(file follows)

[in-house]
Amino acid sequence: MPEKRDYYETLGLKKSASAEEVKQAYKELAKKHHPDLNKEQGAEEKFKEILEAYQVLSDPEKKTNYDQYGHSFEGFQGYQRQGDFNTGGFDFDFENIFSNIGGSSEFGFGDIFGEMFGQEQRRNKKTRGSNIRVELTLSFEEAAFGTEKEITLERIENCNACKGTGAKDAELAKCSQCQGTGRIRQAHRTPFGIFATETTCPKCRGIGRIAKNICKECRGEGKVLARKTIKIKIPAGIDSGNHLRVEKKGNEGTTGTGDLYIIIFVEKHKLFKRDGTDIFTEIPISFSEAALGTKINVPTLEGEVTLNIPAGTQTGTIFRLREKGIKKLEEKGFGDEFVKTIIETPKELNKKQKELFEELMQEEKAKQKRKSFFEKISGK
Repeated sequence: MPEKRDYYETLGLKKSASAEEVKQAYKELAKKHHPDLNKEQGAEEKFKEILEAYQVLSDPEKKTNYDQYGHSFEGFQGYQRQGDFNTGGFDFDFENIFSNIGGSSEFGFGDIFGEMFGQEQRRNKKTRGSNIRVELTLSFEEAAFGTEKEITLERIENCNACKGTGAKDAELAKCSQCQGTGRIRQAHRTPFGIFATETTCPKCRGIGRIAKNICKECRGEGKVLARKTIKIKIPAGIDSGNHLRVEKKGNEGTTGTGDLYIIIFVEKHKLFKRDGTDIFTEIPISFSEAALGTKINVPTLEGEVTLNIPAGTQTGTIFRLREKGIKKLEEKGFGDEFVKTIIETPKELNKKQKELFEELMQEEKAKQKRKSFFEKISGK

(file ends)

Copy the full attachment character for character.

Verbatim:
[in-house]
Amino acid sequence: MPEKRDYYETLGLKKSASAEEVKQAYKELAKKHHPDLNKEQGAEEKFKEILEAYQVLSDPEKKTNYDQYGHSFEGFQGYQRQGDFNTGGFDFDFENIFSNIGGSSEFGFGDIFGEMFGQEQRRNKKTRGSNIRVELTLSFEEAAFGTEKEITLERIENCNACKGTGAKDAELAKCSQCQGTGRIRQAHRTPFGIFATETTCPKCRGIGRIAKNICKECRGEGKVLARKTIKIKIPAGIDSGNHLRVEKKGNEGTTGTGDLYIIIFVEKHKLFKRDGTDIFTEIPISFSEAALGTKINVPTLEGEVTLNIPAGTQTGTIFRLREKGIKKLEEKGFGDEFVKTIIETPKELNKKQKELFEELMQEEKAKQKRKSFFEKISGK
Repeated sequence: MPEKRDYYETLGLKKSASAEEVKQAYKELAKKHHPDLNKEQGAEEKFKEILEAYQVLSDPEKKTNYDQYGHSFEGFQGYQRQGDFNTGGFDFDFENIFSNIGGSSEFGFGDIFGEMFGQEQRRNKKTRGSNIRVELTLSFEEAAFGTEKEITLERIENCNACKGTGAKDAELAKCSQCQGTGRIRQAHRTPFGIFATETTCPKCRGIGRIAKNICKECRGEGKVLARKTIKIKIPAGIDSGNHLRVEKKGNEGTTGTGDLYIIIFVEKHKLFKRDGTDIFTEIPISFSEAALGTKINVPTLEGEVTLNIPAGTQTGTIFRLREKGIKKLEEKGFGDEFVKTIIETPKELNKKQKELFEELMQEEKAKQKRKSFFEKISGK